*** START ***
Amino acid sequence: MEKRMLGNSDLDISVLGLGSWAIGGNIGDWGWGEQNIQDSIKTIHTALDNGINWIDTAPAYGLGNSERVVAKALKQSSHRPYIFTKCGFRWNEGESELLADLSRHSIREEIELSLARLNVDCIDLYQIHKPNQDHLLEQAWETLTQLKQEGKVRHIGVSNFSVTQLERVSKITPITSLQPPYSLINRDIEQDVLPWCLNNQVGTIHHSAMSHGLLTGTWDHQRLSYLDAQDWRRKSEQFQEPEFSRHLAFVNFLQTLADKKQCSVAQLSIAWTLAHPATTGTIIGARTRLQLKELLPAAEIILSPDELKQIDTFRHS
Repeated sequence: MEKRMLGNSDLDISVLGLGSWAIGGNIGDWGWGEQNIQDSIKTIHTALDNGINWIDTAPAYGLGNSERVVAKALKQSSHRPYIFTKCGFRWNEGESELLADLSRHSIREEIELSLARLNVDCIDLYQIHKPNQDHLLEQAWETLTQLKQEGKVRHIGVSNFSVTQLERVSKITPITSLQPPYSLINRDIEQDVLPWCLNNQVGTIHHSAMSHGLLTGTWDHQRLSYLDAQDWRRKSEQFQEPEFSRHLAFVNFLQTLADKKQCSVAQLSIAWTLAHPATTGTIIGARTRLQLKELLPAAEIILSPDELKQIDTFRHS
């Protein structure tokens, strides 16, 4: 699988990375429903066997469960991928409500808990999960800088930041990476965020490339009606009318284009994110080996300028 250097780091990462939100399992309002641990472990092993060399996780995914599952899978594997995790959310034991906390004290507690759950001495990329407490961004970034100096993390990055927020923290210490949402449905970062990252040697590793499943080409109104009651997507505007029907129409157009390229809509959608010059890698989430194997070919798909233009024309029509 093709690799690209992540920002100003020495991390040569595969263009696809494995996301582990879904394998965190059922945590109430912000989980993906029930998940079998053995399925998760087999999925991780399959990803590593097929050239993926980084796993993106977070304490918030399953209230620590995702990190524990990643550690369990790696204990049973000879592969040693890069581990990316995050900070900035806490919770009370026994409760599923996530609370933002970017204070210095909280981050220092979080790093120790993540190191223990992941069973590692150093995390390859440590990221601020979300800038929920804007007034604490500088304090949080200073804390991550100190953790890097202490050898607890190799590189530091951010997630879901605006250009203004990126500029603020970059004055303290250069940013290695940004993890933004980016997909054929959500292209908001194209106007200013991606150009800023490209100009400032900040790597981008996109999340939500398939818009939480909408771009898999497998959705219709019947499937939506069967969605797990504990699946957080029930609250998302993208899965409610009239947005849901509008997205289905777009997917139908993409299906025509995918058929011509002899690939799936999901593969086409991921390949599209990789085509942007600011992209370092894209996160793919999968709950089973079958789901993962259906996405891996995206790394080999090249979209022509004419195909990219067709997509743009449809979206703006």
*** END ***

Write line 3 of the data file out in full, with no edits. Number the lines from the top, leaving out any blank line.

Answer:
């Protein structure tokens, strides 16, 4: 699988990375429903066997469960991928409500808990999960800088930041990476965020490339009606009318284009994110080996300028 250097780091990462939100399992309002641990472990092993060399996780995914599952899978594997995790959310034991906390004290507690759950001495990329407490961004970034100096993390990055927020923290210490949402449905970062990252040697590793499943080409109104009651997507505007029907129409157009390229809509959608010059890698989430194997070919798909233009024309029509 093709690799690209992540920002100003020495991390040569595969263009696809494995996301582990879904394998965190059922945590109430912000989980993906029930998940079998053995399925998760087999999925991780399959990803590593097929050239993926980084796993993106977070304490918030399953209230620590995702990190524990990643550690369990790696204990049973000879592969040693890069581990990316995050900070900035806490919770009370026994409760599923996530609370933002970017204070210095909280981050220092979080790093120790993540190191223990992941069973590692150093995390390859440590990221601020979300800038929920804007007034604490500088304090949080200073804390991550100190953790890097202490050898607890190799590189530091951010997630879901605006250009203004990126500029603020970059004055303290250069940013290695940004993890933004980016997909054929959500292209908001194209106007200013991606150009800023490209100009400032900040790597981008996109999340939500398939818009939480909408771009898999497998959705219709019947499937939506069967969605797990504990699946957080029930609250998302993208899965409610009239947005849901509008997205289905777009997917139908993409299906025509995918058929011509002899690939799936999901593969086409991921390949599209990789085509942007600011992209370092894209996160793919999968709950089973079958789901993962259906996405891996995206790394080999090249979209022509004419195909990219067709997509743009449809979206703006």